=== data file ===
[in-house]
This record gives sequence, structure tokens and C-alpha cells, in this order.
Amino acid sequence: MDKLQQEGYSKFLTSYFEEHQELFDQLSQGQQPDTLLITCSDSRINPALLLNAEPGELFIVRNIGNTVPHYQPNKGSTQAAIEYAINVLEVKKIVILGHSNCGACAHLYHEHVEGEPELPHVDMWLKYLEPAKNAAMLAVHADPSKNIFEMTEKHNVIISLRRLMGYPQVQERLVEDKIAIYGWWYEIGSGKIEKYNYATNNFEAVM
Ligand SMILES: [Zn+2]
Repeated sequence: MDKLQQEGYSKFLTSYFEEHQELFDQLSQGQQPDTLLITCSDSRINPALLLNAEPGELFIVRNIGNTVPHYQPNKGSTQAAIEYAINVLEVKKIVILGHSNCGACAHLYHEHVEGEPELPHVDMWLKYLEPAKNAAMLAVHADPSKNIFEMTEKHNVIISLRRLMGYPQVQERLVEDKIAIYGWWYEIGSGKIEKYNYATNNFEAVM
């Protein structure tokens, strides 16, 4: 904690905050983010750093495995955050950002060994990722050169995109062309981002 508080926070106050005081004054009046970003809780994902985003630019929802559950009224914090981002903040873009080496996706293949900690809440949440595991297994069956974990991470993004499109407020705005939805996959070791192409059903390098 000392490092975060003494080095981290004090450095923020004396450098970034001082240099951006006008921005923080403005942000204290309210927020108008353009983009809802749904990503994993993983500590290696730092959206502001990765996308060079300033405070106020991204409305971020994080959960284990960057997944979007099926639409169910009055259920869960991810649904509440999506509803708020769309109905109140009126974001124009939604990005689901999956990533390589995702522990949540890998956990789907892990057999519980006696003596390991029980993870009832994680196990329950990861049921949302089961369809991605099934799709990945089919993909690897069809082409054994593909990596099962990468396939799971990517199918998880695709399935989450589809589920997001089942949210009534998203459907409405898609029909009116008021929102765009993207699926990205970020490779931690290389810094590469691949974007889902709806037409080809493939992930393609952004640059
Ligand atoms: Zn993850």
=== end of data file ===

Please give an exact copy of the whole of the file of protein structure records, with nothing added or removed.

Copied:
[in-house]
This record gives sequence, structure tokens and C-alpha cells, in this order.
Amino acid sequence: MDKLQQEGYSKFLTSYFEEHQELFDQLSQGQQPDTLLITCSDSRINPALLLNAEPGELFIVRNIGNTVPHYQPNKGSTQAAIEYAINVLEVKKIVILGHSNCGACAHLYHEHVEGEPELPHVDMWLKYLEPAKNAAMLAVHADPSKNIFEMTEKHNVIISLRRLMGYPQVQERLVEDKIAIYGWWYEIGSGKIEKYNYATNNFEAVM
Ligand SMILES: [Zn+2]
Repeated sequence: MDKLQQEGYSKFLTSYFEEHQELFDQLSQGQQPDTLLITCSDSRINPALLLNAEPGELFIVRNIGNTVPHYQPNKGSTQAAIEYAINVLEVKKIVILGHSNCGACAHLYHEHVEGEPELPHVDMWLKYLEPAKNAAMLAVHADPSKNIFEMTEKHNVIISLRRLMGYPQVQERLVEDKIAIYGWWYEIGSGKIEKYNYATNNFEAVM
């Protein structure tokens, strides 16, 4: 904690905050983010750093495995955050950002060994990722050169995109062309981002 508080926070106050005081004054009046970003809780994902985003630019929802559950009224914090981002903040873009080496996706293949900690809440949440595991297994069956974990991470993004499109407020705005939805996959070791192409059903390098 000392490092975060003494080095981290004090450095923020004396450098970034001082240099951006006008921005923080403005942000204290309210927020108008353009983009809802749904990503994993993983500590290696730092959206502001990765996308060079300033405070106020991204409305971020994080959960284990960057997944979007099926639409169910009055259920869960991810649904509440999506509803708020769309109905109140009126974001124009939604990005689901999956990533390589995702522990949540890998956990789907892990057999519980006696003596390991029980993870009832994680196990329950990861049921949302089961369809991605099934799709990945089919993909690897069809082409054994593909990596099962990468396939799971990517199918998880695709399935989450589809589920997001089942949210009534998203459907409405898609029909009116008021929102765009993207699926990205970020490779931690290389810094590469691949974007889902709806037409080809493939992930393609952004640059
Ligand atoms: Zn993850």